After a string of snowstorms, spring is finally on the horizon—and it’s about to bank on Brooklyn. A stash of new one-time-only events and a mouthful of seasonally-driven menus are heating up the borough. Check out just a sample of what Brooklyn has in store this season.
A New Waterfront Beckons
Dumbo, a formerly forlorn industrial district on the banks of the East River, is shaping up as Brooklyn’s most promising waterfront. The neighborhood, centered between the Manhattan and Brooklyn Bridges, bustles with 19th-century storehouses which, once shabby, are now stylish boutiques, galleries and restaurants. For a taste of the flourishing scene, head to Randolph Beer DUMBO, the neighborhood’s first-ever brewery, or Celestine restaurant for modern Mediterranean (not to mention stellar views of Brooklyn Bridge Park, the beautifully landscaped promenade with some of the best views of lower Manhattan).
Beer (and Beer’s Best Friends)
One of the only things that Brooklyn Brewery’s Beer Mansion doesn’t promise is an actual mansion—but with live music, one-of-a-kind games, art exhibitions and a range of beer tastings, it’s just as indulgent. The traveling event made its Brooklyn debut last year, and returns once again for a weekend of beer, and beer-adjacent activities. Held below the soaring oculus inside Williamsburg’s restored Weylin building, the lineup includes food vendors from El Atoradero to Pig Beach, and all of the Brooklyn Brewery tastings you can handle (plus pours from fellow breweries like Mikkeller and Transmitter Brewing). (Friday, April 13–Saturday, April 24; admission 21+, $65-$120 when purchased in advance).
See Brooklyn Bloom
The borough may never grow tired of the annual Cherry Blossom festival, Sakura Matsuri at Brooklyn Botanic Garden. Throughout April, the gardens burst with 220 cherry blossom trees, peaking at the end of the month with a weekend celebration to mark the finale of the flourish. Known in Japan as Hanami, the traditional celebration is all the more vibrant in Brooklyn, complete with a roster of live music, food vendors and thrills—from tea ceremonies to origami workshops—in the midst of pink-petaled bliss. (Saturday, April 28–Sunday, April 29; admission $30 adults, $25 seniors, $25 students, free ages 12 and younger)
Bowie Meets Brooklyn Museum
An exhibition nodding to David Bowie hit a fever pitch during its stateside debut at Chicago’s Museum of Contemporary Art (the tour started first at London’s Victoria and Albert Museum). And now, it’s rolling on over to Brooklyn Museum, where it’s more comprehensive than ever before. Called David Bowie is, over 400 curated objects survey the icon’s colorful personality—expect dazzling stage costumes, handwritten lyrics and a trove of more personal items like a set of Bowie’s keys to his apartment in Berlin as well as memorabilia from his childhood in London. (Through July 15; admission $20-$25 adults, $12-$16 students and seniors, $6-10 children, free ages 3 and younger)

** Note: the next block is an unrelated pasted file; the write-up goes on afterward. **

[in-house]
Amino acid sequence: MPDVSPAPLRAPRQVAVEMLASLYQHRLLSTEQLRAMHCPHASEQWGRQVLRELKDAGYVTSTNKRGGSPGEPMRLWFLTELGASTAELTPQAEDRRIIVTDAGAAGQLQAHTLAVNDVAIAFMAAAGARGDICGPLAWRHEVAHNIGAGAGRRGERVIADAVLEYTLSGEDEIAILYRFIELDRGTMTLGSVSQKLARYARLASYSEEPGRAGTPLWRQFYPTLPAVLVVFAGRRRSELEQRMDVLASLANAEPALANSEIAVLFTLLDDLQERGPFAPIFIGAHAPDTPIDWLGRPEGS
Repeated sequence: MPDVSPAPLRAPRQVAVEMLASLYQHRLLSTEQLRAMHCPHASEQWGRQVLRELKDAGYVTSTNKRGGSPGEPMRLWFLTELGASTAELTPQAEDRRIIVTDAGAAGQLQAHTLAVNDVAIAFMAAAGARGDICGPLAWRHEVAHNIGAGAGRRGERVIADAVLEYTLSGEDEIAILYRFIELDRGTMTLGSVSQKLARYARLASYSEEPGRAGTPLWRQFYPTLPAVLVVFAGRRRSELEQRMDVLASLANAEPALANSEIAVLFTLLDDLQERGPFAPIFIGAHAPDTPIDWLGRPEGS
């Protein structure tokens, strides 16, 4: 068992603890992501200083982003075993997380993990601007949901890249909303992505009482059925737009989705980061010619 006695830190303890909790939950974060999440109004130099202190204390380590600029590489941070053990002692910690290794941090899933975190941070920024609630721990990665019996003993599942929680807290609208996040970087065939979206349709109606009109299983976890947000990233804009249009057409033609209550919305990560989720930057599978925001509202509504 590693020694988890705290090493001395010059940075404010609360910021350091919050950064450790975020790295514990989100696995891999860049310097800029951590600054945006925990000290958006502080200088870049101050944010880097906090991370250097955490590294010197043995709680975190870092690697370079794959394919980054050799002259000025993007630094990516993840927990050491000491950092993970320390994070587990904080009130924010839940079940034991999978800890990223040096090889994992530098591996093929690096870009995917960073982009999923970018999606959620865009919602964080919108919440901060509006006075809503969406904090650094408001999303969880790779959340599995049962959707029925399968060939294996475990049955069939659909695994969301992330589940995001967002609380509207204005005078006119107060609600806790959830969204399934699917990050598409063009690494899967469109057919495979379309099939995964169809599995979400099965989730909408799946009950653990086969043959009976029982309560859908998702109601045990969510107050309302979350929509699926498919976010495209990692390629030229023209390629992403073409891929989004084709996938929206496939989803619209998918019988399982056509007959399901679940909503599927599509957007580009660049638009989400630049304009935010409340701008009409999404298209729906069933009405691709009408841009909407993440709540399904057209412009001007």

Even More David
Fans of Twin Peaks will need to hold out until May for David Lynch’s Festival of Disruption. The filmmaker’s festival, after two years of wild popularity in Los Angeles, is now making its Brooklyn debut. A curated lineup of musicians (from Animal Collective to Jon Hopkins) along with a variety of acts (from film screenings to live talks) will round out the unique festival—chief among them, a talk series by Lynch himself, and a special screening of Blue Velvet with an appearance by actress Isabella Rossellini. The festival takes place inside Brooklyn Steel which opened this time last year as the biggest venue of its kind in Brooklyn with three bars to boot. (May 19-20; ticket prices vary)
Brunch Abounds at Miss Ada
If you missed The Bloody Mary Festival, fear not: The spirit abounds in spring with a handful of first-ever brunch menus from of-the-moment restaurants. Just over a year old, Miss Ada, a mere half-block from the leafy Fort Greene Park, is among NYC’s latest batch of modern Israeli joints and has just debuted a brand-new Sunday-only brunch menu. The dishes take on traditional Israeli staples with a creative spin; think Shakshuka with challah, but also more curious items like Jachnun, a house-made pastry somewhat like baklava, but savory. Better yet? The menu pockets five different takes on the Bloody Mary—consider yourself spoilt for choice.
At Olmsted, Brunch Continues
Adding to Brooklyn’s brand-new brunch lineup, Olmsted—an ingredient-driven Prospect Heights restaurant rarely seen without a line out the door—just debuted its first-take on brunch. Opening up its backyard garden (a working garden, for what it counts) for spring, the menu brings unusual flavors like butternut squash bread, homemade yogurt and granola (topped with honey made by the chef’s father), and crunchy egg rolls filled with cheddar, steamed eggs and bacon.
A New Face for a Familiar Place
When news of Franny’s closure spread (one of Brooklyn’s most “Brooklyn” restaurants, beloved for its wood-fired pizzas) its Park Slope location had big shoes to fill. Now, the new Fausto is filling those shoes—and doing so without losing Franny’s flair (it’s using the original wood-burning ovens). Instead of pizza, Fausto brings house-made pasta to the table, an elevated interior (think Venetian-plastered walls and a travertine-and-marble bar) and a carefully curated wine list.
Brooklyn’s New Hall of Food
While we wait for Sunset Park’s upcoming Spring debut of Japan Village (an Eataly-style food court complete with a sake store), there’s no shortage of trendy food courts in Brooklyn. Opened at the tail end of spring last year, downtown Brooklyn’s DeKalb Market Hall is still new and buzzing. The subterranean food hall spotlights outposts from fan-favorite joints like Manhattan’s Katz’s Deli (grab that famous corned beef sandwich) to Brooklyn’s Bunker (go for the Vietnamese banh mi) for a crash course in NYC’s tastiest eats.